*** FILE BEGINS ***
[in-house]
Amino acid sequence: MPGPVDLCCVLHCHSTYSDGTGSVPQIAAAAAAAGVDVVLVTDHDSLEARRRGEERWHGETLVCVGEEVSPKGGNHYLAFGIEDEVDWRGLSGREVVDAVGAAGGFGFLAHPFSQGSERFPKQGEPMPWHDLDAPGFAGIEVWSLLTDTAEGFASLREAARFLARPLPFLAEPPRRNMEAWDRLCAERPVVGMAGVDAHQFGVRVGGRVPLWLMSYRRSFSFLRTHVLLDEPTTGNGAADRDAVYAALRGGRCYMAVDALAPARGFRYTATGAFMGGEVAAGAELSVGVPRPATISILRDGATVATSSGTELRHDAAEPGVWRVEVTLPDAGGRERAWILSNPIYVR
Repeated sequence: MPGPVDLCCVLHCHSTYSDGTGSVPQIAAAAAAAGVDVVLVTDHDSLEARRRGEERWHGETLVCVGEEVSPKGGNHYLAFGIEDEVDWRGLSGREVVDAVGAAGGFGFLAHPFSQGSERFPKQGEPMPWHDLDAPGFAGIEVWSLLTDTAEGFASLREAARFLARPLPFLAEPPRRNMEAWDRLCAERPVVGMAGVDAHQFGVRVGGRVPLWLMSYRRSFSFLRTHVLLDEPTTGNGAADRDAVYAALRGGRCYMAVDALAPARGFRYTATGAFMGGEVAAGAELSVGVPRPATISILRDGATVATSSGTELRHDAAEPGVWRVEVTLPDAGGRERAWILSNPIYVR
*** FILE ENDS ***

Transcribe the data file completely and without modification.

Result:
[in-house]
Amino acid sequence: MPGPVDLCCVLHCHSTYSDGTGSVPQIAAAAAAAGVDVVLVTDHDSLEARRRGEERWHGETLVCVGEEVSPKGGNHYLAFGIEDEVDWRGLSGREVVDAVGAAGGFGFLAHPFSQGSERFPKQGEPMPWHDLDAPGFAGIEVWSLLTDTAEGFASLREAARFLARPLPFLAEPPRRNMEAWDRLCAERPVVGMAGVDAHQFGVRVGGRVPLWLMSYRRSFSFLRTHVLLDEPTTGNGAADRDAVYAALRGGRCYMAVDALAPARGFRYTATGAFMGGEVAAGAELSVGVPRPATISILRDGATVATSSGTELRHDAAEPGVWRVEVTLPDAGGRERAWILSNPIYVR
Repeated sequence: MPGPVDLCCVLHCHSTYSDGTGSVPQIAAAAAAAGVDVVLVTDHDSLEARRRGEERWHGETLVCVGEEVSPKGGNHYLAFGIEDEVDWRGLSGREVVDAVGAAGGFGFLAHPFSQGSERFPKQGEPMPWHDLDAPGFAGIEVWSLLTDTAEGFASLREAARFLARPLPFLAEPPRRNMEAWDRLCAERPVVGMAGVDAHQFGVRVGGRVPLWLMSYRRSFSFLRTHVLLDEPTTGNGAADRDAVYAALRGGRCYMAVDALAPARGFRYTATGAFMGGEVAAGAELSVGVPRPATISILRDGATVATSSGTELRHDAAEPGVWRVEVTLPDAGGRERAWILSNPIYVR